Are these files you are sending too large for an email? You may have tried writing text and that didn’t help either. Fortunately, there are many ways to send large files to people over the Internet, and most of them are even free.
Maybe it’s vacation photos you want to send to a friend, home movies your uncle asked for or your music collection, 4K Raw video files, backup data, video games, etc.
Whatever you post, there are ways to make it work. However, before choosing the best way to send large files, first determine how large they really are in order to use the most appropriate service (i.e., don’t pay for what you can get for free).
Calculate the total volume
You can’t know which file upload service to use unless you understand how big your files are. For example, if you are sending someone a movie that is only 800MB in size, you can use a different service than if you are trying to deliver a 1TB video collection.
The easiest way to find out how much space your files are taking up is to put them in a folder and then determine the size of the folder. The same can be done with individual files if that’s all you’re sending. On Windows and Linux, right-click the item and select Properties; Mac users should right-click and select Get Info.
Choose a file sharing service
There are many services that can share files with other people. One option is cloud storage, where your files are first uploaded to a remote server linked to your account, and then from there you can share those files with anyone. The advantage is that you only need to download it once, and then they are always available and easy to share with any number of people.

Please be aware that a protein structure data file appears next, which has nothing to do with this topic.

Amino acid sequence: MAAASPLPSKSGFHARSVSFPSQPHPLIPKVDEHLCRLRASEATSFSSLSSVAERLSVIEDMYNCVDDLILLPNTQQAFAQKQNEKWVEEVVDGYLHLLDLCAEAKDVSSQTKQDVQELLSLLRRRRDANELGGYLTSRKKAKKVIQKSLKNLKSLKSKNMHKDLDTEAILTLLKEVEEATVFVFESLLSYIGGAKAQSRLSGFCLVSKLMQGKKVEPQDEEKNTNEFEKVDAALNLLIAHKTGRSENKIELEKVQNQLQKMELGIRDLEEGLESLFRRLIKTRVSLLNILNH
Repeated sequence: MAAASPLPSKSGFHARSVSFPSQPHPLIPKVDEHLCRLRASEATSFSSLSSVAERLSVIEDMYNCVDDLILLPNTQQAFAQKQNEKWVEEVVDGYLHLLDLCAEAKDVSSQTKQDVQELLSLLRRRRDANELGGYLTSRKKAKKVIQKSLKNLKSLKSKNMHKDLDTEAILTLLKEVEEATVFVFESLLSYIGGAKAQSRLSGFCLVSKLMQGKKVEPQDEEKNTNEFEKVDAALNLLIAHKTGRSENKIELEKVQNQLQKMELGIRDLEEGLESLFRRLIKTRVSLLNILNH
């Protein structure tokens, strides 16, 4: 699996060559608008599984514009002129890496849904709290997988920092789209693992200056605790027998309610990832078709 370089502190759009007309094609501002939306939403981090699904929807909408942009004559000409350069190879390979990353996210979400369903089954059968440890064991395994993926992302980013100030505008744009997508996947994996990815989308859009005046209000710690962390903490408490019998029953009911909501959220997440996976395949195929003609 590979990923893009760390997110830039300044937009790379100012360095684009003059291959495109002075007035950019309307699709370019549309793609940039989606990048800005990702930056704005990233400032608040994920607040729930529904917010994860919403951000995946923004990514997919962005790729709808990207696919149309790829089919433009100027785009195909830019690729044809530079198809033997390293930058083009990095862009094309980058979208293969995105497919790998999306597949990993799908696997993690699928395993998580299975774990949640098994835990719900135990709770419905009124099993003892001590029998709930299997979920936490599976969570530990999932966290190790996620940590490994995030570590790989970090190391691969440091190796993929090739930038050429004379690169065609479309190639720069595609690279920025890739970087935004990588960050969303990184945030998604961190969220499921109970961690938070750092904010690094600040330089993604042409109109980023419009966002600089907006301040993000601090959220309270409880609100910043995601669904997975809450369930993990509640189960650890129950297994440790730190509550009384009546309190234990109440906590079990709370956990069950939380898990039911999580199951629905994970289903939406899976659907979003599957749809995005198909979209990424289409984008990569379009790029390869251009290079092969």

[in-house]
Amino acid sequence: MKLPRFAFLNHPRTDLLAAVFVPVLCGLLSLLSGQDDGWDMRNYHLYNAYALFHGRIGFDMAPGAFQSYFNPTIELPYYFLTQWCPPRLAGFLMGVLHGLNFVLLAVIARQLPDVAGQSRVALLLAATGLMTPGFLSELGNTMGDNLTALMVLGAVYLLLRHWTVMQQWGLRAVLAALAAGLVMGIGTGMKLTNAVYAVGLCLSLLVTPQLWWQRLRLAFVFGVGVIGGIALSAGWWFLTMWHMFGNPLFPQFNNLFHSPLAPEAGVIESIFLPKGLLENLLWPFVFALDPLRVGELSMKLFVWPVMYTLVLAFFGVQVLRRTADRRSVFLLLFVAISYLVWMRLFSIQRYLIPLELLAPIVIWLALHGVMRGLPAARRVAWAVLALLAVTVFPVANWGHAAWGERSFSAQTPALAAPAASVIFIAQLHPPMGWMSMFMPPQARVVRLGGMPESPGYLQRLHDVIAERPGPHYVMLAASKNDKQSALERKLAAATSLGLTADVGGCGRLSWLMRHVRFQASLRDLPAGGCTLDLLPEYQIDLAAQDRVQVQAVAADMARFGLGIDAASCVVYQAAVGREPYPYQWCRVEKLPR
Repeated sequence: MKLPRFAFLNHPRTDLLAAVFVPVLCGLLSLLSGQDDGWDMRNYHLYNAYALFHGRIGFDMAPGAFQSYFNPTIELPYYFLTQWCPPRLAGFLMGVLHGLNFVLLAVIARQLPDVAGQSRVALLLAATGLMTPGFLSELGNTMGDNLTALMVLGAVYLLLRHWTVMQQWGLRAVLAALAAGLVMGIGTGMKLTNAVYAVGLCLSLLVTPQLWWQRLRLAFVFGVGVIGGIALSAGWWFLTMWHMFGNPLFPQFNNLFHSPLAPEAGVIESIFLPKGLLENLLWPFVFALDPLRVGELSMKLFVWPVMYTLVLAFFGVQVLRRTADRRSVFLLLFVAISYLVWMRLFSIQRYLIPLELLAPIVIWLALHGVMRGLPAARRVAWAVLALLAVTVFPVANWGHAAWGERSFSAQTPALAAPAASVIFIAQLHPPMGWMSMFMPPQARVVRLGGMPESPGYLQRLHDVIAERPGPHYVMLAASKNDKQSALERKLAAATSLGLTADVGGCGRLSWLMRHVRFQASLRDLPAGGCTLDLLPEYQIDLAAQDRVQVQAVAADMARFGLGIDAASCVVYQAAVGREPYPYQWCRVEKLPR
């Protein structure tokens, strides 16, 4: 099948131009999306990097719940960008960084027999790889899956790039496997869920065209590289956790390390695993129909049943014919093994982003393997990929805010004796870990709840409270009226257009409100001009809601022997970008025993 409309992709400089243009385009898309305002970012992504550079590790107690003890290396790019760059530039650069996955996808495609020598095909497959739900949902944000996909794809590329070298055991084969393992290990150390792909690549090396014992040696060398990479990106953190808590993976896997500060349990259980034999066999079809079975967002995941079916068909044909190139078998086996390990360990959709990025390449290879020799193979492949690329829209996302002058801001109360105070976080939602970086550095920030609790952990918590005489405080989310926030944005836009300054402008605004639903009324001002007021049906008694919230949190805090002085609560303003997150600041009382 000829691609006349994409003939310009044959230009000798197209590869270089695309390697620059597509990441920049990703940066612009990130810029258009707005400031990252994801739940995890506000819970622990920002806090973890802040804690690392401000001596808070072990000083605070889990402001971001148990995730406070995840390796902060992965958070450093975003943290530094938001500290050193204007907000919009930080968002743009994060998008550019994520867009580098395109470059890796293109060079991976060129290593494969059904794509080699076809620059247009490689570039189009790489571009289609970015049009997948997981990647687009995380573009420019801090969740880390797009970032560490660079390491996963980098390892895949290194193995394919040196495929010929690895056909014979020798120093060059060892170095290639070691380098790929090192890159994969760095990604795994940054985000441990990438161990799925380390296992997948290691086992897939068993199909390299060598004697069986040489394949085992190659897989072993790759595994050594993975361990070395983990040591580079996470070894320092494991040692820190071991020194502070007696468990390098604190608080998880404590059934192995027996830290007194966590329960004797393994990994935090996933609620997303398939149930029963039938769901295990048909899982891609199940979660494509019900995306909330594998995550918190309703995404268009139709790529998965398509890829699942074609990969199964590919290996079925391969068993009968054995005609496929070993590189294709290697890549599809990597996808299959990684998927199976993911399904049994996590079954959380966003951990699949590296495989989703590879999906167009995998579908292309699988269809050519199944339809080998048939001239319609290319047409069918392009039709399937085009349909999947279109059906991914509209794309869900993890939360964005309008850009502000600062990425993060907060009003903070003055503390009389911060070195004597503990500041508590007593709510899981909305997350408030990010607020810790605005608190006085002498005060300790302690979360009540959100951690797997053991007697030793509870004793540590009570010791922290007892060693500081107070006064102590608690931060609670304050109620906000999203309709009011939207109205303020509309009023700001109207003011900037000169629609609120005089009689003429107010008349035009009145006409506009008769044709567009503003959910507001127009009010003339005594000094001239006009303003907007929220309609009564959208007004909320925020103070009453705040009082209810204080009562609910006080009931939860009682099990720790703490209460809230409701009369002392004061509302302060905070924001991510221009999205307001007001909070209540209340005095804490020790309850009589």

Temporary cloud storage is similar to regular online storage, but files are not stored for long and you usually do not need to create a user account to use them. Files can often be shared multiple times with different people using a special link.
Another option is to use a P2P file sharing service so that the files are not saved anywhere, but instead transferred directly from your computer to another person’s computer. You may prefer P2P services because they are more available on demand, usually unlimited, and your files are not stored online.
The downside is that you’ll have to re-upload files in the future if you choose to share them again, plus the speed at which someone can download your files is limited by your download connection.
Google provides anyone with a Google account with 15GB of storage, some of which you can use on Google Drive to share files with others. Upload your files there and share with anyone whole folders or individual files that they can upload at maximum speed. You can pay for extra storage space.
MEGA is a cloud storage service with a focus on encryption and privacy. You get 50 GB for free, but you can upgrade and get more. Files and folders can be shared and you don’t have to share the decryption key, so only certain people who have the link can access the files.
MediaFire lets you upload files up to 20GB in size, which you can use with your Basic, Pro, or Business account, which comes with 50GB, 1TB, and 100TB online storage, respectively.
Share files and entire folders with others, even if they are not MediaFire users. Paid plans offer advanced link exchanges like password protection and one-time links, folder downloads, direct links, and more.
Firefox Send allows you to download up to 2 GB of data (or 2.5 GB if you’re signed in) at a time, which can expire after one to 100 downloads or in five minutes, one hour, one day, or one week. You can also password protect your download.
Use WeTransfer to send up to 2GB of files at the same time, which you can share via email or a dedicated URL. Files are deleted automatically after a week unless you purchase WeTransfer Plus, which is more of a persistent cloud storage where you can store up to 500GB of data, password protect file shares and more.